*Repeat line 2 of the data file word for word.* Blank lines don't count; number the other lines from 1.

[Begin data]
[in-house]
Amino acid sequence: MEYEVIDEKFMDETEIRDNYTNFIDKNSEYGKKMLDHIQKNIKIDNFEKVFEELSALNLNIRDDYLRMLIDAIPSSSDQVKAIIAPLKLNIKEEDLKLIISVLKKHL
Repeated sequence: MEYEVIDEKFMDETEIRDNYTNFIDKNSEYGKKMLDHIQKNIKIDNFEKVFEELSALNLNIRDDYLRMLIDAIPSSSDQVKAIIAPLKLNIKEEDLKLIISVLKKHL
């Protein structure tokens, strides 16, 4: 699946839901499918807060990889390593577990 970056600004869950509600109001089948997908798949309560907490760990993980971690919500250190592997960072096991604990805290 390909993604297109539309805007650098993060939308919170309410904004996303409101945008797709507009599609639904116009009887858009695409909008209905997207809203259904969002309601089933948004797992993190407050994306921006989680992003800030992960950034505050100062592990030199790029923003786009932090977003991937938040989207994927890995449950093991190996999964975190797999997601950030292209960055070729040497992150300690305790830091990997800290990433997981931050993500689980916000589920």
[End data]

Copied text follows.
Amino acid sequence: MEYEVIDEKFMDETEIRDNYTNFIDKNSEYGKKMLDHIQKNIKIDNFEKVFEELSALNLNIRDDYLRMLIDAIPSSSDQVKAIIAPLKLNIKEEDLKLIISVLKKHL